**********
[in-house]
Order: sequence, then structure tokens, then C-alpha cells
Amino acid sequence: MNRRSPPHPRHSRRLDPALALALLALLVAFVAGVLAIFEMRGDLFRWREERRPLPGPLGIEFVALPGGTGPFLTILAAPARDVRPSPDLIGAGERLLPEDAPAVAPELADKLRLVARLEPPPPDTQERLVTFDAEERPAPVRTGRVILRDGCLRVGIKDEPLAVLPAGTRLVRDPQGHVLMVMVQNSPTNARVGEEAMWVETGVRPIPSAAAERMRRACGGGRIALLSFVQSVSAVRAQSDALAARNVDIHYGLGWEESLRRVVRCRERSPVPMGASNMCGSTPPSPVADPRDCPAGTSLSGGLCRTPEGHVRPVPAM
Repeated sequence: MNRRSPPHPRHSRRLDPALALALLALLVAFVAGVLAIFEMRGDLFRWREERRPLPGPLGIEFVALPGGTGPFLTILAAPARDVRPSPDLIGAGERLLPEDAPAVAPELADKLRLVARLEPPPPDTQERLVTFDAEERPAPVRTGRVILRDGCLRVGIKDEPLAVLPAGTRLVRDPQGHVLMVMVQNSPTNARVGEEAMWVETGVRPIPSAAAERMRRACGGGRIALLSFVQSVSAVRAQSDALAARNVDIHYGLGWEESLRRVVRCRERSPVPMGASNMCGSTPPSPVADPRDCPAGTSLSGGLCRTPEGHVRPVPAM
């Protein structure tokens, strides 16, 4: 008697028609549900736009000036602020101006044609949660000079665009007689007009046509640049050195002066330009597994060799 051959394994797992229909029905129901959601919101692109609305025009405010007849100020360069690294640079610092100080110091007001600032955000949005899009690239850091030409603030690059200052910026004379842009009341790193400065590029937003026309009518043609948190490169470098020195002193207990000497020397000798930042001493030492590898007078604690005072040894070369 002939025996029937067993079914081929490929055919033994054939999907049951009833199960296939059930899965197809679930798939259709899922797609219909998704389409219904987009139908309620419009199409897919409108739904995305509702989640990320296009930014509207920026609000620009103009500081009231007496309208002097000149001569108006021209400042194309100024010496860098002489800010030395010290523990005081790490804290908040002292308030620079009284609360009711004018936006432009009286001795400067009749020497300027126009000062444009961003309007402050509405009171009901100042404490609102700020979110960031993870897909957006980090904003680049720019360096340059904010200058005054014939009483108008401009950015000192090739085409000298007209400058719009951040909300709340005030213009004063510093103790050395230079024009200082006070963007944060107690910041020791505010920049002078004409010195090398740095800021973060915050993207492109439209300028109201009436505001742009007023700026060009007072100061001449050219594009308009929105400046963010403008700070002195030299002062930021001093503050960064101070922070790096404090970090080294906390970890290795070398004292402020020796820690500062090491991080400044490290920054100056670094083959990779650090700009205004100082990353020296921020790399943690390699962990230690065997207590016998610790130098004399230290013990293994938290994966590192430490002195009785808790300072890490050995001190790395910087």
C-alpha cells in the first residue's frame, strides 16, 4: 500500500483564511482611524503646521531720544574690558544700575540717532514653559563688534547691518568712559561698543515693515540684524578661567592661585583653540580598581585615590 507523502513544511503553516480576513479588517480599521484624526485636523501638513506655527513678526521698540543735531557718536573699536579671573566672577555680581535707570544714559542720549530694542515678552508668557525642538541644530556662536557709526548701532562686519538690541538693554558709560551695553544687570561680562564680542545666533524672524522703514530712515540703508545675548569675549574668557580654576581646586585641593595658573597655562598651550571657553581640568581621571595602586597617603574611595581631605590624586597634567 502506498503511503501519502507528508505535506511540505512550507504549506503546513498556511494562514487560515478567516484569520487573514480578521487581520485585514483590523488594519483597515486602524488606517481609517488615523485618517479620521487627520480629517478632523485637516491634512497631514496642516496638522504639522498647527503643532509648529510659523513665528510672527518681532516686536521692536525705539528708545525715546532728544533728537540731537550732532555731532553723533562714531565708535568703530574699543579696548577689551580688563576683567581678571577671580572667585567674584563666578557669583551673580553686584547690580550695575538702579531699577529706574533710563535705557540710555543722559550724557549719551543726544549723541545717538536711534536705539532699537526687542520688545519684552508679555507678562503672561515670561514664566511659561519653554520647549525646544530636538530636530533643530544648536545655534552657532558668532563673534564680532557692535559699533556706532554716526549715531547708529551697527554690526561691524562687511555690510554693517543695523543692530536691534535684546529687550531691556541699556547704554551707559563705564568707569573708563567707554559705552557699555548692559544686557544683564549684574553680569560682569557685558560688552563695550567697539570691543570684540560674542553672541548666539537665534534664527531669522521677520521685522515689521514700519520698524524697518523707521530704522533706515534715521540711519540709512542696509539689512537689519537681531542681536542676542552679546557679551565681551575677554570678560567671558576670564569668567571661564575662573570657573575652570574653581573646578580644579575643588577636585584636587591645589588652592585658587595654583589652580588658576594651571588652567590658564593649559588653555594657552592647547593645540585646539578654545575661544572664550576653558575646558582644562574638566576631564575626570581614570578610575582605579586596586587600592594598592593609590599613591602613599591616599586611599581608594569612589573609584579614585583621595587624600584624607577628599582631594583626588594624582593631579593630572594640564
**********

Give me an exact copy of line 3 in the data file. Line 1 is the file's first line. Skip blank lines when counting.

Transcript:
Amino acid sequence: MNRRSPPHPRHSRRLDPALALALLALLVAFVAGVLAIFEMRGDLFRWREERRPLPGPLGIEFVALPGGTGPFLTILAAPARDVRPSPDLIGAGERLLPEDAPAVAPELADKLRLVARLEPPPPDTQERLVTFDAEERPAPVRTGRVILRDGCLRVGIKDEPLAVLPAGTRLVRDPQGHVLMVMVQNSPTNARVGEEAMWVETGVRPIPSAAAERMRRACGGGRIALLSFVQSVSAVRAQSDALAARNVDIHYGLGWEESLRRVVRCRERSPVPMGASNMCGSTPPSPVADPRDCPAGTSLSGGLCRTPEGHVRPVPAM